Bicycling is increasingly popular in the Twin Cities. But who’s biking and why?
The Twin Cities’ rich cycling culture can be divided into several subsets. Here’s a look at who’s biking and why they’re pushing pedals.
The competitive bikers who take part in organized bicycle racing often belong to one of the many racing clubs in the Twin Cities. They are a particularly serious breed of biker, and they have the gear to prove it. If you’re a driver, you may have come close to ramming one or two as they speed assertively down a major street, dressed in multicolored spandex, high-end goggles and aerodynamic helmets. Their ride of choice is a road bike.
John Zobel, president of the St. Paul Bicycle Racing Club, says he has seen a dramatic increase in competitive bikers in the past few years. His club had more than 150 members in 2008 and expects to see a 20 percent growth this year. Zobel says the social and fitness aspects of competitive racing are the most common attractions for new members.
Carrie Swiggum has been involved in competitive bike racing since 2004, completing about 20 races. When training, Swiggum says she rides about 15 hours per week, often embarking on 60- to 70-mile rides.
Like many other bikers, Swiggum says sharing the road with cars poses a challenge. “I feel like I’m directing traffic some of the time,” she says. “I can tell right away if a driver’s from out of town.”
The Critical Masser
If you’re driving and come across a seemingly endless line of cyclists casually disobeying traffic laws, you might as well make yourself comfortable: The urgency of your situation makes no difference to members of Critical Mass.
Critical Mass is a cluster of self-proclaimed “anti-car” cyclists who meet monthly to temporarily sequester the roads. Their intent is to “celebrate cycling and to assert cyclists’ rights,” according to their website. Critical Mass started in California in 1992 and has chapters in every continent worldwide other than Antarctica.
In Minneapolis, Critical Mass meets on the last Friday of every month, attracting between 200 to 400 riders at its peak. This group was in the local media spotlight after one of its members was charged for assaulting a police officer during a ride in August of 2007. He was later acquitted.
The Critical Massers ride a variety of bikes, ranging from old Huffys to expensive road bikes, and the bikers have a reputation for aggressive attitudes toward cars. But Ben Lansky, who has participated in Critical Mass in Minneapolis and Chicago, says altercations between riders and drivers usually do not escalate above harmless glares and honking. “I think they just get jealous because they’re sitting in their cars,” Lansky says.
The commuter cyclist is the most common subset of the Twin Cities bike culture, and is growing quickly. This genre encompasses everyone who rides a bike for the primary purpose of transportation. Similar to the Critical Massers, the commuters ride bikes of all shapes and costs. They can often be spotted in herds near the University of Minnesota area on their way to class or on the Stone Arch Bridge en route to downtown Minneapolis.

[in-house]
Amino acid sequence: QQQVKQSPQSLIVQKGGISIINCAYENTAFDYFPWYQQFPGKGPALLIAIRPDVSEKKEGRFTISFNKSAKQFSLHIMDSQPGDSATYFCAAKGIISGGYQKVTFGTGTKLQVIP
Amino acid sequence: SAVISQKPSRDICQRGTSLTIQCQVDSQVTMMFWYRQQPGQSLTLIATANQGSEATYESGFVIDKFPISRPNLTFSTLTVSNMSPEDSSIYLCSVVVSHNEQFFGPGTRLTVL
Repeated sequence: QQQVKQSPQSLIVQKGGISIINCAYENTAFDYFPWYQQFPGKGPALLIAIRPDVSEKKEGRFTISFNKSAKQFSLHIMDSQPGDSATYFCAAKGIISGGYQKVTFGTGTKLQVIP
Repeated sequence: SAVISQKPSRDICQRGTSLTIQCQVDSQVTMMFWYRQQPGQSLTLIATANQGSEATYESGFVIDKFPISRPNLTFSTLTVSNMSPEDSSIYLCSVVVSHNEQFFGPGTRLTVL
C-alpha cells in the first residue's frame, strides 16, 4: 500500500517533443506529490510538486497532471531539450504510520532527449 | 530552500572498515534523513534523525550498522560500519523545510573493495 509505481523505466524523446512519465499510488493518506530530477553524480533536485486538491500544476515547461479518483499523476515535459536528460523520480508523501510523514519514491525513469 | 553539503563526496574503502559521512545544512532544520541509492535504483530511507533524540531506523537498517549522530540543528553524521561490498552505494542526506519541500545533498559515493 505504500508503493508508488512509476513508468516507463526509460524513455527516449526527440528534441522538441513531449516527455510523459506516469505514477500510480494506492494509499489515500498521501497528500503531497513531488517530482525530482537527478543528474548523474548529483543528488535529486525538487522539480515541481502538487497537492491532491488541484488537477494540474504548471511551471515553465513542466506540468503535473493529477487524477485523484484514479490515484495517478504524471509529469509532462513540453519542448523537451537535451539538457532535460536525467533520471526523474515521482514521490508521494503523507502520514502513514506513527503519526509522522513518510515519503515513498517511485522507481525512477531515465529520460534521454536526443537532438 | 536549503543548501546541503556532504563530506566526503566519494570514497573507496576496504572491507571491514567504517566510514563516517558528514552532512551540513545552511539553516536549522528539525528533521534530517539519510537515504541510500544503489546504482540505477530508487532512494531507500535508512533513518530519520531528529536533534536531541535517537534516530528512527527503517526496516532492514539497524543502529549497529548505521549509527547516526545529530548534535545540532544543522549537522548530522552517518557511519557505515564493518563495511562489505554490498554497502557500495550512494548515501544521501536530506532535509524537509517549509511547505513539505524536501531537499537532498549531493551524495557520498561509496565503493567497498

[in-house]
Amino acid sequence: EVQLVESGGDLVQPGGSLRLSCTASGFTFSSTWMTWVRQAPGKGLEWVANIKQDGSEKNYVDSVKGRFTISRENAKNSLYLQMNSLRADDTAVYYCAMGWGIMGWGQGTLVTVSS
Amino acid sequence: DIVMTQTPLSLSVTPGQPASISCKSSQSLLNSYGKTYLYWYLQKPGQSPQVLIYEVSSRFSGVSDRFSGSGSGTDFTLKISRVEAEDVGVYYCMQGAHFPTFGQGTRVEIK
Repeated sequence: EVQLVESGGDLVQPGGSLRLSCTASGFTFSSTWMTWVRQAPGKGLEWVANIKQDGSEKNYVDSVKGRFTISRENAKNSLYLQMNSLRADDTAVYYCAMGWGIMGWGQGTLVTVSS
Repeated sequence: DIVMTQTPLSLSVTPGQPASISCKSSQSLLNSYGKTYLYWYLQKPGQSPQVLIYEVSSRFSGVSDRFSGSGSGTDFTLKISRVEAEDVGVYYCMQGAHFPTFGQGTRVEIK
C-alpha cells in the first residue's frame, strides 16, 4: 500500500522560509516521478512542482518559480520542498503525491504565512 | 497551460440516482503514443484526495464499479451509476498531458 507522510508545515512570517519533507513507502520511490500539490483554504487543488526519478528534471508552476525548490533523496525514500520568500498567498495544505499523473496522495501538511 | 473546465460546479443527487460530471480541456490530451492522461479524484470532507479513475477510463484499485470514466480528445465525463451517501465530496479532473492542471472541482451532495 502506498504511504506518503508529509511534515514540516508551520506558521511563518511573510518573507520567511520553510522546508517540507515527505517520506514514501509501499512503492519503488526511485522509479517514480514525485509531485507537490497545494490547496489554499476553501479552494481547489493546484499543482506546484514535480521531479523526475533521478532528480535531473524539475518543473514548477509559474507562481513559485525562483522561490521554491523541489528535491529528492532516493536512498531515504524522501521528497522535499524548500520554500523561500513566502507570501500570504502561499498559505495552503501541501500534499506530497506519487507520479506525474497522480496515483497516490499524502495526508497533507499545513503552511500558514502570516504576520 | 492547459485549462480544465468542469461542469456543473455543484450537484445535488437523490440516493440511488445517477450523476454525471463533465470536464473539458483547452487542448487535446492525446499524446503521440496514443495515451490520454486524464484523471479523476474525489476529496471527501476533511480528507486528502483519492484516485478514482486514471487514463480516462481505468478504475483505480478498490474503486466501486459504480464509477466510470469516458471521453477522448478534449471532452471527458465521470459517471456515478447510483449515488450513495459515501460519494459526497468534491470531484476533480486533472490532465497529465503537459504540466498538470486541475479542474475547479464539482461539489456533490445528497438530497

According to the U.S. Census Bureau, the percentage of people who bike to work in Minneapolis increased nearly 50 percent from 2006 to 2007. Almost 4 percent of commuting citywide is now done on bikes. To accommodate the rise in cyclists, Minneapolis is in the process of adding 45 miles of bikeways to the 123 miles already in place.
To encourage more commuting, Minneapolis unveiled plans last year for a bike-sharing program, which is expected to launch 2010. As part of the program, bikers, for an annual fee, will be able to rent bikes from kiosks around the city.
Justin Huelman, a student at the University of Minnesota, converted to commuter cycling last fall after the university raised bus-pass prices. “I’m trying to stick it to the man,” Huelman says.
The professional biker is one who bikes as part of his or her job: couriers, delivery cyclists and pedicab drivers, for example. They are usually in a hurry and can easily be identified by the various custom additions to their bikes designed to meet the needs of their jobs. Because of Minnesota’s harsh winters, many of these bikers have only seasonal work.
Steven Audette is professional biker who works in the winter. In fact, he says, he prefers it. “It’s nice because you don’t overheat as quickly,” he says.
Audette is the owner of Como Pedicab, a bicycle-powered taxi service he opened six years ago. For $30 an hour, Audette will wheel you around the metro area, narrating a historical tour of local landmarks. Audette’s bike is a professionally built pedicab, which is essentially a love seat latched to the back of an over-sized tricycle.
Minneapolis restricts pedicabs, so the few services in the Twin Cities are located St. Paul.
The recreational biker
For many, cycling is primarily a recreational activity. Some use biking as a means of city exploration, though many stray from busy streets and use the metro area’s hundreds of miles of bike trails. There are several clubs in the Twin Cities designed to promote recreational biking.
Richard Franco, member of the Twin Cities Bike Club, bikes with his 5-year-old son twice a week. Franco says he enjoys the exercise, fresh air and environmentally friendliness that comes with biking. Franco says he and his son often ride the Greenway trail, a 5.5 mile stretch in south Minneapolis. He also occasionally brings his son along on club rides.
Franco says he bikes with his family to teach his children the perks of being a cycler. “I value the skill,” he says, “and it’s something I think is important for them to learn.”
This report is part of a special MinnPost project done in coordination with the University of Minnesota’s School of Journalism and Mass Communication. Andy Mannix is a journalism and English student at the University of Minnesota. He has written for TIME.com, City Pages and the Minnesota Daily.